Crawford met Benavidez, who attempted to stem the tide, at the start of the final round. Terence unloaded on Benavidez to the head and body, wasting few punches. Crawford worked with the intent to finish his younger and beaten opponent. Crawford landed a jarring right uppercut that had Benavidez go down, nearly in a half somersault. Once they resumed engaging, Crawford flurried and the bout was stopped with 18 seconds to go in the fight.

The showing was impressive on Crawford’s part because he was troubled early due to Benavidez’s size and somewhat unconventional style. Jose had his moments and found moderate success with his jab and a few right hands he landed when Crawford retreated sometimes moving back in a straight line with his hands low. But other than that the fight wasn’t close and the fact that Benavidez realized he couldn’t win by the fifth round, he did what he could to prevent Crawford from beating him up but not much else.

Due to the fight going almost the entire distance, some observers feel Crawford was underwhelming; I don’t. And the reason is, Benavidez is better than most thought and he is the bigger man and it was pronounced seeing them in the ring together. In beating his bigger foe Crawford emptied his toolbox. He boxed during the periods he was devising an attack strategy, he moved and forced Benavidez to use his legs and work…..and then countered when Jose tried to be assertive. Crawford’s body punching to both sides was impressive and truly paid dividends down the home stretch. And the right uppercut that dropped Benavidez shows that although Crawford isn’t a life-taker when it comes to power, he consistently lands clean shots that his opponents never see coming.

Crawford closed the fight like the champ he is and once again exhibited why he’s the most diverse and stylistically versatile fighter in boxing. He answered mostly all of Benavidez’s punches with his own which is a staple of his style. Terence showed he’s capable of fully concentrating while fighting mad and seems to have an answer for anything and everything he’s confronted with. Crawford has no real weakness other than him not being a big welterweight.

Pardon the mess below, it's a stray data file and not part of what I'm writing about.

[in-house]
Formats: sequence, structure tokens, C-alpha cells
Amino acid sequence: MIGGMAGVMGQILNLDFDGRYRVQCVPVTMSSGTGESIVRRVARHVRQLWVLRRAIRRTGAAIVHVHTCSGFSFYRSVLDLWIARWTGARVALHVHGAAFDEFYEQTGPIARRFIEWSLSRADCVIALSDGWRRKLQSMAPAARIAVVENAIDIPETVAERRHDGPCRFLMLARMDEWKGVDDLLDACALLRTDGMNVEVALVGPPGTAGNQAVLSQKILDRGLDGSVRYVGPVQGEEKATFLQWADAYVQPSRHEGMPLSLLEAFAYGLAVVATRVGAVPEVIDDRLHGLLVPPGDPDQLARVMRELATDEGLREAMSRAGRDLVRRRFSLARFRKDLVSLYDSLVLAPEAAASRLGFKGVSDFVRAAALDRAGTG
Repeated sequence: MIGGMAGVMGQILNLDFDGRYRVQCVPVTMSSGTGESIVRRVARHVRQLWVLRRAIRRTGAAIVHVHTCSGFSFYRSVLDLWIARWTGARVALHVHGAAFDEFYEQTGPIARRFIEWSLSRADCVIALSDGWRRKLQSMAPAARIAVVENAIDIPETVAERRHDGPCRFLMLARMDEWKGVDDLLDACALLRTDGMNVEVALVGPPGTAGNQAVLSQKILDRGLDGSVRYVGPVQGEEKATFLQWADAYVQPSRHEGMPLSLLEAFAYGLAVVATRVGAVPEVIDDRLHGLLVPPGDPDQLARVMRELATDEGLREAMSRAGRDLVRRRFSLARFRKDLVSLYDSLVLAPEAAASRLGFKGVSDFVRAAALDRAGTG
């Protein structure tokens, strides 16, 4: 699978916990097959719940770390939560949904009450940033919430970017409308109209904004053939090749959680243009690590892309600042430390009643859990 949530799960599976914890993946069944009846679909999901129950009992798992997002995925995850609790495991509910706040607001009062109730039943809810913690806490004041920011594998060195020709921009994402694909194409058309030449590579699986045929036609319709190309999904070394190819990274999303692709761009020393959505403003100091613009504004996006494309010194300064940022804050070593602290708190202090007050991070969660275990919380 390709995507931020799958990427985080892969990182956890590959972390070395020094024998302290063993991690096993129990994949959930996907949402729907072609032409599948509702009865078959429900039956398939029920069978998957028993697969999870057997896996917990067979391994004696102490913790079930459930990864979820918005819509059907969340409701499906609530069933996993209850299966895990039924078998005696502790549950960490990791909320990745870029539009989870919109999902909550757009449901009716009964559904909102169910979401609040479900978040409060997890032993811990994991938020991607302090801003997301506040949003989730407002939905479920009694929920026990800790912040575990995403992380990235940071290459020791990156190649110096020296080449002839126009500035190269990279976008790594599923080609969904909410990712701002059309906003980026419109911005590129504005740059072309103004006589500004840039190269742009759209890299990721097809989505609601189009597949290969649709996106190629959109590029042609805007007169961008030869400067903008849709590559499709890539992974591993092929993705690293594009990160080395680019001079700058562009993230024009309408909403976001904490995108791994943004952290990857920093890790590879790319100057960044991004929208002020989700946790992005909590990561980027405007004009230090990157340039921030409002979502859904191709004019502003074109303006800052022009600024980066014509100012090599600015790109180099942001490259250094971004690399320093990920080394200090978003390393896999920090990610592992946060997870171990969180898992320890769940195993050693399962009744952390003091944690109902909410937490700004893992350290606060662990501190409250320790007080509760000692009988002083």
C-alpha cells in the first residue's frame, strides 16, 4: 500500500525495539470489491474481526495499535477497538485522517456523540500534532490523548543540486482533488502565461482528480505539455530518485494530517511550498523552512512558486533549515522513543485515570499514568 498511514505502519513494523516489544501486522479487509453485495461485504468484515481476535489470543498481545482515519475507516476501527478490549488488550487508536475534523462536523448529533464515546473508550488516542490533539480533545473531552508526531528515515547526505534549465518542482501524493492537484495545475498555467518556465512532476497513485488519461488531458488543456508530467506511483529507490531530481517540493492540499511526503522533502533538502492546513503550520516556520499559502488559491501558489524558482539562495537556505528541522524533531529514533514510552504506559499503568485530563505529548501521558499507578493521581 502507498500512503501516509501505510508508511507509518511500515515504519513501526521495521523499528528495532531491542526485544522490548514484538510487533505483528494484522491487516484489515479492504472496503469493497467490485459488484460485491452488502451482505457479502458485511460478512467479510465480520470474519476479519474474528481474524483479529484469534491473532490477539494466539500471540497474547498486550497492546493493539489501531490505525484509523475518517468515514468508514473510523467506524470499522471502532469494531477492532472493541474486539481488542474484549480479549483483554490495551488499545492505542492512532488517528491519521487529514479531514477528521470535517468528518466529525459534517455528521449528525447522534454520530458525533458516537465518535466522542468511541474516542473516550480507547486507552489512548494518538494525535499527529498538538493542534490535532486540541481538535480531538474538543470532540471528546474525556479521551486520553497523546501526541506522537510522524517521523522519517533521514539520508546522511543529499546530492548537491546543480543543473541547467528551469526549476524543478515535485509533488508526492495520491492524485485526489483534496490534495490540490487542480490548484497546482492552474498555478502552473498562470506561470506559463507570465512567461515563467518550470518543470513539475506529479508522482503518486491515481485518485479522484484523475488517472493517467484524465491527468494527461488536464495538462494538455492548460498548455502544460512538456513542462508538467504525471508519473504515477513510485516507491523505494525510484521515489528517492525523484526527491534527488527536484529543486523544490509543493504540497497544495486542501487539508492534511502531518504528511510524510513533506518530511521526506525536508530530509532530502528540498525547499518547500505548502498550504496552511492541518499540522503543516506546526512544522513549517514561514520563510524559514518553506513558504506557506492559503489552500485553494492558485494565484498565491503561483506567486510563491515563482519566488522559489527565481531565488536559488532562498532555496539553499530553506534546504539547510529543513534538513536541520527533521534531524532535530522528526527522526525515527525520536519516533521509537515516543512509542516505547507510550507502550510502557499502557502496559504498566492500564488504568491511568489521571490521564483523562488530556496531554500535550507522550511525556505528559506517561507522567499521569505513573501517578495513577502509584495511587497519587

There isn’t one welterweight in the world on his level as a fighter and technician. For Errol Spence, Keith Thurman or Shawn Porter to beat him – they have only one option. They better hope and pray that their physicality along with the ability to apply it can be a game changer…because if they can’t overwhelm him physically, they’ll be picked apart and totally outfought and out-thought starting around the third or fourth round when they eventually meet.

Frank Lotierzo can be contacted at

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Terence Crawford Has Conquered the World, and Now He’s Won Over Nebraska



It was a day of even more anguish for Nebraskans, making for a night of even more exultation in a state where boxing – or, at least a particular boxer – is emerging as a hero and much-needed source of pride for citizens left wondering about the sorry state of the once-mighty Nebraska Cornhuskers.

Hours after those Cornhuskers snatched defeat from the jaws of victory, blowing a 10-point lead in the final 5 minutes, 21 seconds to fall 34-31 in overtime at Northwestern and begin a college football season 0-6 for the first time in program history, WBO welterweight champion Terence “Bud” Crawford defended his title with panache and power, stopping previously undefeated challenger Jose Benavidez, Jr. in the 12th round to buttress his argument that he is the best pound-for-pound fighter on the planet. There are still pockets of resistance to his claim to that designation, of course, but none coming from the ESPN broadcast crew of Joe Tessitore, Timothy Bradley Jr. and Mark Kriegel, all of whom intermittently offered their opinion that the switch-hitting Omaha resident has now firmly established himself as best of the best.